Setting up a CSR policy for your company

Corporate social responsibility (CSR) policies have been increasingly adopted by many companies over recent years. In this article, we will look at how a company can set up its own CSR policy and consider the various benefits of doing so.

What is corporate social responsibility?

Corporate social responsibility (CSR) – sometimes known simply as ‘corporate responsibility’ – is defined as “the responsibility of an organisation for the impacts of its decisions on society and the environment above and beyond its legal obligations, through transparent and ethical behaviour.” CSR can cover a wide array of areas including:

  • Environment – this applies to both heavy polluters such as manufacturing companies and lower impact office based businesses. Industrial firms will need to consider both the way they manufacture goods (eg air and water pollution caused by factories) and the environmental impact of the goods themselves. Services based sectors will need to think about their own carbon footprint, how offices are heated and insulated, their use of paper etc.
  • Energy – this is often part and parcel of any environmental policy. Heavy industry may want to consider whether they can use green energy more effectively, and if they can adopt less energy intensive processes. Office sectors could look at switching their electricity and gas providers to utilities companies with eco-friendly credentials.
  • Health and well being – aside from their employment law duties, many companies will take further steps to ensure their employees and workers are healthy and happy both inside and outside the workplace. Other than providing private healthcare, this can involve offering cycle to work schemes or access to counselling services.
  • Supply chain – companies can take steps to improve their ethical credentials by only dealing with suppliers who have their own CSR policies in place, or refusing to deal with any businesses which have controversial working practices.
  • Social philanthropy – donating money to charities, sponsoring community events or allowing employees to take extra paid time off work to volunteer for charitable causes are some of the ways firms can demonstrate a social conscience.
  • Diversity and inclusion – there is a greater social awareness of various forms of discrimination than ever before, and companies which are seen to be taking active steps to promote equality amongst employees (eg by having a more diverse board) will often be held in higher regard by many consumers. But they also need to be careful to not engage in ‘positive discrimination’ as this can be considered illegal under the Equality Act 2010 (subject to certain exceptions).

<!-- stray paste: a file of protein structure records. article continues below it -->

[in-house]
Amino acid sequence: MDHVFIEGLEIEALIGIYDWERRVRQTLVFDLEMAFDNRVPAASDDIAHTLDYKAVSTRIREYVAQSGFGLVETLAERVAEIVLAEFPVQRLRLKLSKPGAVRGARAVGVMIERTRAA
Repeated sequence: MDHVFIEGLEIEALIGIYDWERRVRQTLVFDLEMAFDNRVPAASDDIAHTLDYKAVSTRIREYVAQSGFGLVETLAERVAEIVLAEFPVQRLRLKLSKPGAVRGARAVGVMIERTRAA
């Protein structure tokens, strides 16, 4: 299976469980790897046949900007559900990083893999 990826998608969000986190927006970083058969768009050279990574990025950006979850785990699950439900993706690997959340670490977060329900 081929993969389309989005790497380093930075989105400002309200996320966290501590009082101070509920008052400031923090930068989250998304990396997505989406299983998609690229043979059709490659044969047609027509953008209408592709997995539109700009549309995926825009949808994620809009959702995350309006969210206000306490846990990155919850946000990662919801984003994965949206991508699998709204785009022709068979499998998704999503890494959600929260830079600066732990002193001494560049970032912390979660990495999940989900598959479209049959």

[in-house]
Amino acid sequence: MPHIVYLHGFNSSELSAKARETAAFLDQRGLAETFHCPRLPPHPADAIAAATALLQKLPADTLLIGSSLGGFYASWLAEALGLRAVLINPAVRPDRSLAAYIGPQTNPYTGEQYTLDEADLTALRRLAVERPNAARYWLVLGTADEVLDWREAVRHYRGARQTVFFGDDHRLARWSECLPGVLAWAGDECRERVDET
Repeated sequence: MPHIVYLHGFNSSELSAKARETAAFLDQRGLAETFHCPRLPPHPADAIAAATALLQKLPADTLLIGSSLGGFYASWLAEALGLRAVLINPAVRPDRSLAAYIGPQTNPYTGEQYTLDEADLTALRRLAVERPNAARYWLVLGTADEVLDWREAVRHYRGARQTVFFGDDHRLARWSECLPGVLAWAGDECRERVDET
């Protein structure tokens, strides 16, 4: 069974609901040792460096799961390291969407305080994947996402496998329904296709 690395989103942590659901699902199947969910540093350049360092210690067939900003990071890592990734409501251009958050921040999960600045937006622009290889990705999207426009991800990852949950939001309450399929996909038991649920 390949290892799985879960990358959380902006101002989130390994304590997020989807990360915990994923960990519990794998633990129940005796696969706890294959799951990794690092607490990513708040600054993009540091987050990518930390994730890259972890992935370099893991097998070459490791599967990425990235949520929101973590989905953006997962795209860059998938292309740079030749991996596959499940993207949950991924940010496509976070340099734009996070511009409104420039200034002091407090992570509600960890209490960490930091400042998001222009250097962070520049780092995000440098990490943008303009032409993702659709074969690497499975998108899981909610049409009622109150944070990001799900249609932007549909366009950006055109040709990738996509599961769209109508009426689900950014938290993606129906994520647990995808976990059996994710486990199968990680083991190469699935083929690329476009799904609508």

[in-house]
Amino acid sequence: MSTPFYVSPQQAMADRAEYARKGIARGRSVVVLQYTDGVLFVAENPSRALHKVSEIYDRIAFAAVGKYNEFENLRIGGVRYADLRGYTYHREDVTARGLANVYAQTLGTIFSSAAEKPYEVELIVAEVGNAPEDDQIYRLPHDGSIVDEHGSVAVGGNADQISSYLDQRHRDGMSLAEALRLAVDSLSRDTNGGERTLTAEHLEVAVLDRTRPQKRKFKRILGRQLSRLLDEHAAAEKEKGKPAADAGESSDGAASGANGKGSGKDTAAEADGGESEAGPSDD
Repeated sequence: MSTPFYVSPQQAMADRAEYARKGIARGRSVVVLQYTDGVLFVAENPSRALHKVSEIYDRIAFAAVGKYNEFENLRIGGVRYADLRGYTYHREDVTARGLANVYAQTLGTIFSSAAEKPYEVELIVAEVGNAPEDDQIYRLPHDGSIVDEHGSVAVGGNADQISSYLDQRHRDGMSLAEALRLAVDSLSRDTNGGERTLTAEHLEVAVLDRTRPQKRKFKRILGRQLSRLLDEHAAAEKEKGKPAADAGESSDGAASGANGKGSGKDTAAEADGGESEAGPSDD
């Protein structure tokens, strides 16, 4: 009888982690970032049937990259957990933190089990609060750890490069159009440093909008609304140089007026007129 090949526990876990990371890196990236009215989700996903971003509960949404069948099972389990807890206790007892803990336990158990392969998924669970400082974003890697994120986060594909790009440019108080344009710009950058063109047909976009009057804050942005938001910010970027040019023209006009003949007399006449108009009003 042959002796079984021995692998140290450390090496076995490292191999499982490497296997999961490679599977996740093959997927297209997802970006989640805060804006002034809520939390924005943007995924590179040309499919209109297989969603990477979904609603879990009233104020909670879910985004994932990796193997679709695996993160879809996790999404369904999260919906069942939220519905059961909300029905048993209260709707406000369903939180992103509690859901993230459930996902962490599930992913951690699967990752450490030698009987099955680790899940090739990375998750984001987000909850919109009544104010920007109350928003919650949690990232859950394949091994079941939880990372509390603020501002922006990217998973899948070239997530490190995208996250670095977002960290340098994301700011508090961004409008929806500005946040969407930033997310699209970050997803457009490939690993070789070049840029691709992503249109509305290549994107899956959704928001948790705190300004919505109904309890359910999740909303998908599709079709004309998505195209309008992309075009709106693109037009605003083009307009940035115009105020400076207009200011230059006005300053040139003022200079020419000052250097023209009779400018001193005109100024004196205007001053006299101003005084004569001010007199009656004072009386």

• Human rights – companies should ensure they are upholding all the human rights laws, and additionally check that they are not inadvertently supporting human rights abuses by dealing with suppliers or clients who are infringing human rights. This can be tricky for companies with extensive supply chains, such as clothing retailers, since manufacturing processes are often carried out in overseas jurisdictions with lower standards of employment regulation.
  • Education – providing continuous learning opportunities for its employees will boost a company’s CSR efforts. Taking on apprentices and offering training opportunities in partnership with schools, colleges and universities will also enhance their standing as an ethical employer.

How does a company set up a CSR policy?

Most companies will already have a range of policies in place. Employees will be provided with a health and safety policy as well a disciplinary and grievance procedure, in addition to policies on sickness, flexible working and use of IT equipment etc. Meanwhile, a data protection policy will often be made available on the company’s website for any customers or website users.

A corporate social responsibility policy is therefore just another form of company policy and can be added to the bank of existing company policy documents. But it should be written for both company employees and any third parties such as clients, suppliers and even journalists. Unlike internal policies, the CSR policy should be designed to be read by a wide audience and it can even be considered as part of a company’s marketing efforts.

There are several steps which need to be taken when creating a CSR policy:

  • Areas to include – company management should first decide which elements (ie those we have considered above) they would like to include in the CSR policy. Some issues may be more important to a company whereas others may not be feasible and highlighting these could even look hypocritical – such as a company with heavily polluting factories writing about its desire to be eco-friendly.